“The sisters were good to us,” said Viellion, who taught at Holy Cross College and now lives in Opelousas. “They encouraged us to use our gifts.”
Holy Angels Academy continued to graduate girls during the 1970s and 1980s. But lay teachers began replacing the nuns as fewer and fewer girls chose to enter the Marianite order. Meanwhile, the neighborhood declined.
The 1987 class had 100 students, down from 150 in previous generations.
The final blow came in 1987 when the Archdiocese of New Orleans opened Archbishop Hannan High School in Meraux and siphoned away many girls who came from the 9th Ward and St. Bernard Parish.
The nuns made the difficult decision to close the school in 1992. Lacour took over that year. Four years later, she and the order’s other leaders decided to demolish the school gym, a move that provoked protests from nostalgic graduates.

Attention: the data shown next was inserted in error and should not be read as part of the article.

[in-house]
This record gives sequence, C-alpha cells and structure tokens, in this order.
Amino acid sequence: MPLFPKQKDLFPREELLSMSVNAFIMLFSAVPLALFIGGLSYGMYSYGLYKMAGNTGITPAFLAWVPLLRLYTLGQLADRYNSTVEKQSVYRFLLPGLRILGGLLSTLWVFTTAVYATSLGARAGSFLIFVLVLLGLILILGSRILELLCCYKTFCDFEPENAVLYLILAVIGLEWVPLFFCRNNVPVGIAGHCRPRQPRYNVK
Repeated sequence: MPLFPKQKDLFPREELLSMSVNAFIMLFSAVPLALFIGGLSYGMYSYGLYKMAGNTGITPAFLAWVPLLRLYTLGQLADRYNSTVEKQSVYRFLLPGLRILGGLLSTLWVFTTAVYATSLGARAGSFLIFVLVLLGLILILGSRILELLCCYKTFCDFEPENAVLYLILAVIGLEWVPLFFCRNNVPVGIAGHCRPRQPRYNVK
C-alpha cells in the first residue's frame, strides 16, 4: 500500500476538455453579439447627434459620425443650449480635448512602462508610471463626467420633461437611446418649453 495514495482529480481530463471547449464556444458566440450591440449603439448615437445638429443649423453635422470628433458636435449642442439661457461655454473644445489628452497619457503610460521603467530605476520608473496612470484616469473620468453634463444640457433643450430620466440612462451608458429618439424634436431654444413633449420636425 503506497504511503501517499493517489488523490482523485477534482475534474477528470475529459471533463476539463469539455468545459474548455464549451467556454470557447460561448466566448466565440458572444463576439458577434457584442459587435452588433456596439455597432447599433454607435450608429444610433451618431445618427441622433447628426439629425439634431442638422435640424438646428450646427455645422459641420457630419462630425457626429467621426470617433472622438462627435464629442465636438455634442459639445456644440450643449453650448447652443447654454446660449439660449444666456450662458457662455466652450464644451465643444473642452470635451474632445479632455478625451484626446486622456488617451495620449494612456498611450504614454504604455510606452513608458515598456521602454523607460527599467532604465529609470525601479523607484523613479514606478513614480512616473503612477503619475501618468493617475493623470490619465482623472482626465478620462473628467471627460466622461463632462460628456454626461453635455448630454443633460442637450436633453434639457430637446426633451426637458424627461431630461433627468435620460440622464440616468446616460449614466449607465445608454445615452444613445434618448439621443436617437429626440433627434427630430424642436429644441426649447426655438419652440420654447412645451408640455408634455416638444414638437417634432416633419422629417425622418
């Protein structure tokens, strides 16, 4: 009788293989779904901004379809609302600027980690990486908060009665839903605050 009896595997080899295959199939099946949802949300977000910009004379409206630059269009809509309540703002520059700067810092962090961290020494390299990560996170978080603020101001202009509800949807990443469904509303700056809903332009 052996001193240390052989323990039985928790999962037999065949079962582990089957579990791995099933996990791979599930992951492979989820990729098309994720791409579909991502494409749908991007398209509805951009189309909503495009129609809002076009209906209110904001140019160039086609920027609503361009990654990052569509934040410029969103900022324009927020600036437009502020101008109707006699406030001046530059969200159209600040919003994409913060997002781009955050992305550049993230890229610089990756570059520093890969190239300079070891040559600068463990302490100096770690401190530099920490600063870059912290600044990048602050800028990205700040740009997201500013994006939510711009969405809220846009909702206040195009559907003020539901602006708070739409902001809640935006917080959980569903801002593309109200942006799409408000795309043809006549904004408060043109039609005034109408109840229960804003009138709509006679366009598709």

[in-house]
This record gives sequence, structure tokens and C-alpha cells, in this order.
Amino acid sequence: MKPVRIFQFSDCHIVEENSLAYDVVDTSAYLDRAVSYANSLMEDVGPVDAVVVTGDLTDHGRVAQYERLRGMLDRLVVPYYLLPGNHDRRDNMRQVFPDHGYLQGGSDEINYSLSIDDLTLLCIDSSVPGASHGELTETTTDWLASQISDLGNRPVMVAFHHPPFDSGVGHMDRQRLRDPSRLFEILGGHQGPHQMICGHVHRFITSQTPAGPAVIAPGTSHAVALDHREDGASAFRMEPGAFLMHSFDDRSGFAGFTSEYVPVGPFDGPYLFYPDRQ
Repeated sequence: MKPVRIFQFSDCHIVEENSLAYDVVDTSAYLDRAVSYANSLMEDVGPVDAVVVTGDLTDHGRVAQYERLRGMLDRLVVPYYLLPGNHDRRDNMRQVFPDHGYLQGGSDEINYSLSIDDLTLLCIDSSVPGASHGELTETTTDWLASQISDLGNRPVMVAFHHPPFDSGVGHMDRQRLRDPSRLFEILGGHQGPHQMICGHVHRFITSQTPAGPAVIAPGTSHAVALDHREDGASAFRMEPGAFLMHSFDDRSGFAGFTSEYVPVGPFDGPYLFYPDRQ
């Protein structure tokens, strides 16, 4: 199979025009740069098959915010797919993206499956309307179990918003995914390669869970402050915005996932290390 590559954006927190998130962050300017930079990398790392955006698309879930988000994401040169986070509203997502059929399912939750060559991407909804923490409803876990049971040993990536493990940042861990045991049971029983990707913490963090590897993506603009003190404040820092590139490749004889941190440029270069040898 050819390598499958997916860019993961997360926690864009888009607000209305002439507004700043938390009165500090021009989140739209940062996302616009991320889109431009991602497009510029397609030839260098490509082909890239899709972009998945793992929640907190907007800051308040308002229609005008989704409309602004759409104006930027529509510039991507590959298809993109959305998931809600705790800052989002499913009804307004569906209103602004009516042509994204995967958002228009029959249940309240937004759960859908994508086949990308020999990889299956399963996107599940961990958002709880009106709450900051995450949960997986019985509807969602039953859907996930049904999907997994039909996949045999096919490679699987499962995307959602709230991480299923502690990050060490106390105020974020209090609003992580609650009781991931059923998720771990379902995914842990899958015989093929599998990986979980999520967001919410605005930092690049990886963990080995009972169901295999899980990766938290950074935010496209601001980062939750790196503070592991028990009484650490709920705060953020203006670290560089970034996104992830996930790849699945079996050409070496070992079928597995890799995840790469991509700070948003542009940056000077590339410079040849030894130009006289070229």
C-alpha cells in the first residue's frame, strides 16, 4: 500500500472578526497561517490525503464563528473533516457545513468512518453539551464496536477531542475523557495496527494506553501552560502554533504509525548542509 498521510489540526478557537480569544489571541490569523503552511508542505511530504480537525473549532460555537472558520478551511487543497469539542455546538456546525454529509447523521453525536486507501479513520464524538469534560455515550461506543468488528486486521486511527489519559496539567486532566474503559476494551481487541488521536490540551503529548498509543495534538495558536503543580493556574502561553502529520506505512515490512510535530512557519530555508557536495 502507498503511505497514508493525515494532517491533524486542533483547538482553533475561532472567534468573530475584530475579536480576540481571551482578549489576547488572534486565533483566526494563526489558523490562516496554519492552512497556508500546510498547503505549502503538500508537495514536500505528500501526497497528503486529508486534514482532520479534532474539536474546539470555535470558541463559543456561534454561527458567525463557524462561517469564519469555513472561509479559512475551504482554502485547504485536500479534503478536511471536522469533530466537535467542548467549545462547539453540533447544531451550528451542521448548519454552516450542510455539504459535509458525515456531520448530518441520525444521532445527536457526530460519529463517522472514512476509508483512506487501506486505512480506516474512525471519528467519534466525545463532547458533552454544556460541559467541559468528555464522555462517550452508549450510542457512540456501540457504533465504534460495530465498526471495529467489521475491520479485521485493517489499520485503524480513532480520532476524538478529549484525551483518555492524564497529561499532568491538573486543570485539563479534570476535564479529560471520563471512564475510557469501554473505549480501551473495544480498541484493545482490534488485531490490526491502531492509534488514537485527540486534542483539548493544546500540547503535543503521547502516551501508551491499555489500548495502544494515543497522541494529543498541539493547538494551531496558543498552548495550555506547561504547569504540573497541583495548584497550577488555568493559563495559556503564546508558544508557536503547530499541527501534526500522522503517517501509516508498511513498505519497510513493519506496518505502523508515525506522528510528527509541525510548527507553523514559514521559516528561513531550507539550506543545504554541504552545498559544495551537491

During those years, Lacour also oversaw the renovation of the Holy Angels offices and the transformation of the three-story, red-brick high school into housing for the poor in a deal with an affiliate of Willwoods Community, a Metairie-based nonprofit with ties to the Archdiocese of New Orleans.
That lease could pose a problem for a potential buyer. Under it, a limited partnership affiliated with Willwoods provides 33 units of elderly affordable housing in a deal that is not scheduled to end until 2031, said Evans Schmidt, an attorney for the partnership. He said officials with the partnership would discuss the lease with a potential buyer, but he declined to speculate on their willingness to break it.